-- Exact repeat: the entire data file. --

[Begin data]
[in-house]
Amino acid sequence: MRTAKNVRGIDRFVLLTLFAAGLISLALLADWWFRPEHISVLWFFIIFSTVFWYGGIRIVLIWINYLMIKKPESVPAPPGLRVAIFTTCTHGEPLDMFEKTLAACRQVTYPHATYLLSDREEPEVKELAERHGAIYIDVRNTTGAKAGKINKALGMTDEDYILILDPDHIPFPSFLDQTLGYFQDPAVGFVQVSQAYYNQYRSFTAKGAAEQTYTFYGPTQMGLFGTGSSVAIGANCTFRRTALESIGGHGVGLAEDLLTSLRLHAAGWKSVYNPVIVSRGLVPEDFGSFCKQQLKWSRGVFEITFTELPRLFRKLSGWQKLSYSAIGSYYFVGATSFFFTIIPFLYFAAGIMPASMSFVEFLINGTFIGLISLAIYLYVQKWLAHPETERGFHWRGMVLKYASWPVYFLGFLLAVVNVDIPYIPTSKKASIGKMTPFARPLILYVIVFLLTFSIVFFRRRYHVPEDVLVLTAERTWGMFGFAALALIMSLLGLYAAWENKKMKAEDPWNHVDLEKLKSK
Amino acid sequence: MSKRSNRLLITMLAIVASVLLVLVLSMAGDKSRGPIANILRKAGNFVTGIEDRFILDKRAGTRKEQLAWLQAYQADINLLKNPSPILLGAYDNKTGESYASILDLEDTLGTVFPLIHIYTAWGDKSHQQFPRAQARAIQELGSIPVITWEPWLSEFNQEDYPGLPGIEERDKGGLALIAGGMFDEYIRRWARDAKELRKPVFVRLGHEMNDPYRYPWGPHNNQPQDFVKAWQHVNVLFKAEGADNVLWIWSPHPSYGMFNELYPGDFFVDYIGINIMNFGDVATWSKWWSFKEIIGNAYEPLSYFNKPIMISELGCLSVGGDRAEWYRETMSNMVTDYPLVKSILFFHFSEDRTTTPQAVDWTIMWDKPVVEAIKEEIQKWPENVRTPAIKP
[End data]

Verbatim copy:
[in-house]
Amino acid sequence: MRTAKNVRGIDRFVLLTLFAAGLISLALLADWWFRPEHISVLWFFIIFSTVFWYGGIRIVLIWINYLMIKKPESVPAPPGLRVAIFTTCTHGEPLDMFEKTLAACRQVTYPHATYLLSDREEPEVKELAERHGAIYIDVRNTTGAKAGKINKALGMTDEDYILILDPDHIPFPSFLDQTLGYFQDPAVGFVQVSQAYYNQYRSFTAKGAAEQTYTFYGPTQMGLFGTGSSVAIGANCTFRRTALESIGGHGVGLAEDLLTSLRLHAAGWKSVYNPVIVSRGLVPEDFGSFCKQQLKWSRGVFEITFTELPRLFRKLSGWQKLSYSAIGSYYFVGATSFFFTIIPFLYFAAGIMPASMSFVEFLINGTFIGLISLAIYLYVQKWLAHPETERGFHWRGMVLKYASWPVYFLGFLLAVVNVDIPYIPTSKKASIGKMTPFARPLILYVIVFLLTFSIVFFRRRYHVPEDVLVLTAERTWGMFGFAALALIMSLLGLYAAWENKKMKAEDPWNHVDLEKLKSK
Amino acid sequence: MSKRSNRLLITMLAIVASVLLVLVLSMAGDKSRGPIANILRKAGNFVTGIEDRFILDKRAGTRKEQLAWLQAYQADINLLKNPSPILLGAYDNKTGESYASILDLEDTLGTVFPLIHIYTAWGDKSHQQFPRAQARAIQELGSIPVITWEPWLSEFNQEDYPGLPGIEERDKGGLALIAGGMFDEYIRRWARDAKELRKPVFVRLGHEMNDPYRYPWGPHNNQPQDFVKAWQHVNVLFKAEGADNVLWIWSPHPSYGMFNELYPGDFFVDYIGINIMNFGDVATWSKWWSFKEIIGNAYEPLSYFNKPIMISELGCLSVGGDRAEWYRETMSNMVTDYPLVKSILFFHFSEDRTTTPQAVDWTIMWDKPVVEAIKEEIQKWPENVRTPAIKP